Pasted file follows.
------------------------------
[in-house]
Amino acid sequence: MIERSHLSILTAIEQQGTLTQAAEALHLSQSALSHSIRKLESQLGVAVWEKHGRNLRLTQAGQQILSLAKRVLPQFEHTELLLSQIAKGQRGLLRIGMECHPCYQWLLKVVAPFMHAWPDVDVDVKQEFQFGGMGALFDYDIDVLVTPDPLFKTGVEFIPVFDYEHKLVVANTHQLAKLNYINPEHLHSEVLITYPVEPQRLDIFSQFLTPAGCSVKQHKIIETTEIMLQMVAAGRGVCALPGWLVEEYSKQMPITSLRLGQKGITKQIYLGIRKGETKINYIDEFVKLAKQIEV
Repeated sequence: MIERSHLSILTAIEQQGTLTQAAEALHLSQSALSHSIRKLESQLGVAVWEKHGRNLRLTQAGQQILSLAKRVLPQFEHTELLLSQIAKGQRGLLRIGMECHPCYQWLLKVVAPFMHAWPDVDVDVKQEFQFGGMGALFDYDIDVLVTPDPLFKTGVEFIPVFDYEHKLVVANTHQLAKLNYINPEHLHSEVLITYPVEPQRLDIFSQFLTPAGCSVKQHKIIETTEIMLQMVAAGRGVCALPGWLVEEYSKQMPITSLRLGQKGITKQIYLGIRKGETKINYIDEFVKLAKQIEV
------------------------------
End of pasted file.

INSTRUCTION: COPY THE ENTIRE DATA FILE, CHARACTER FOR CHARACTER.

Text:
[in-house]
Amino acid sequence: MIERSHLSILTAIEQQGTLTQAAEALHLSQSALSHSIRKLESQLGVAVWEKHGRNLRLTQAGQQILSLAKRVLPQFEHTELLLSQIAKGQRGLLRIGMECHPCYQWLLKVVAPFMHAWPDVDVDVKQEFQFGGMGALFDYDIDVLVTPDPLFKTGVEFIPVFDYEHKLVVANTHQLAKLNYINPEHLHSEVLITYPVEPQRLDIFSQFLTPAGCSVKQHKIIETTEIMLQMVAAGRGVCALPGWLVEEYSKQMPITSLRLGQKGITKQIYLGIRKGETKINYIDEFVKLAKQIEV
Repeated sequence: MIERSHLSILTAIEQQGTLTQAAEALHLSQSALSHSIRKLESQLGVAVWEKHGRNLRLTQAGQQILSLAKRVLPQFEHTELLLSQIAKGQRGLLRIGMECHPCYQWLLKVVAPFMHAWPDVDVDVKQEFQFGGMGALFDYDIDVLVTPDPLFKTGVEFIPVFDYEHKLVVANTHQLAKLNYINPEHLHSEVLITYPVEPQRLDIFSQFLTPAGCSVKQHKIIETTEIMLQMVAAGRGVCALPGWLVEEYSKQMPITSLRLGQKGITKQIYLGIRKGETKINYIDEFVKLAKQIEV